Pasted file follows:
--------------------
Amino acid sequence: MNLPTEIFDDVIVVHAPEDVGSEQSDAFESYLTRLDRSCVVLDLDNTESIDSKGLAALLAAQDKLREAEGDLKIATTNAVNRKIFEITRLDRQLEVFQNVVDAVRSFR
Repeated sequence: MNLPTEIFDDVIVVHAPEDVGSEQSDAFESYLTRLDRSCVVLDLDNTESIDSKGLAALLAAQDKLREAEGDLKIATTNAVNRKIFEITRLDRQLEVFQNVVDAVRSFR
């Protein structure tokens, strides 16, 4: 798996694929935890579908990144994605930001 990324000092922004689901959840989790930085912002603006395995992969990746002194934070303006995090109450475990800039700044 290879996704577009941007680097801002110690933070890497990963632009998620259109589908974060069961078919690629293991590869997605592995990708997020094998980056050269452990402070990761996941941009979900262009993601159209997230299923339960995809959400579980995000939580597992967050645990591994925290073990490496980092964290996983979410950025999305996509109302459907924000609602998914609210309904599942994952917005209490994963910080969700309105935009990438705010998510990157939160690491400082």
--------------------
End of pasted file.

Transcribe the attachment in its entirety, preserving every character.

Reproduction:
Amino acid sequence: MNLPTEIFDDVIVVHAPEDVGSEQSDAFESYLTRLDRSCVVLDLDNTESIDSKGLAALLAAQDKLREAEGDLKIATTNAVNRKIFEITRLDRQLEVFQNVVDAVRSFR
Repeated sequence: MNLPTEIFDDVIVVHAPEDVGSEQSDAFESYLTRLDRSCVVLDLDNTESIDSKGLAALLAAQDKLREAEGDLKIATTNAVNRKIFEITRLDRQLEVFQNVVDAVRSFR
């Protein structure tokens, strides 16, 4: 798996694929935890579908990144994605930001 990324000092922004689901959840989790930085912002603006395995992969990746002194934070303006995090109450475990800039700044 290879996704577009941007680097801002110690933070890497990963632009998620259109589908974060069961078919690629293991590869997605592995990708997020094998980056050269452990402070990761996941941009979900262009993601159209997230299923339960995809959400579980995000939580597992967050645990591994925290073990490496980092964290996983979410950025999305996509109302459907924000609602998914609210309904599942994952917005209490994963910080969700309105935009990438705010998510990157939160690491400082």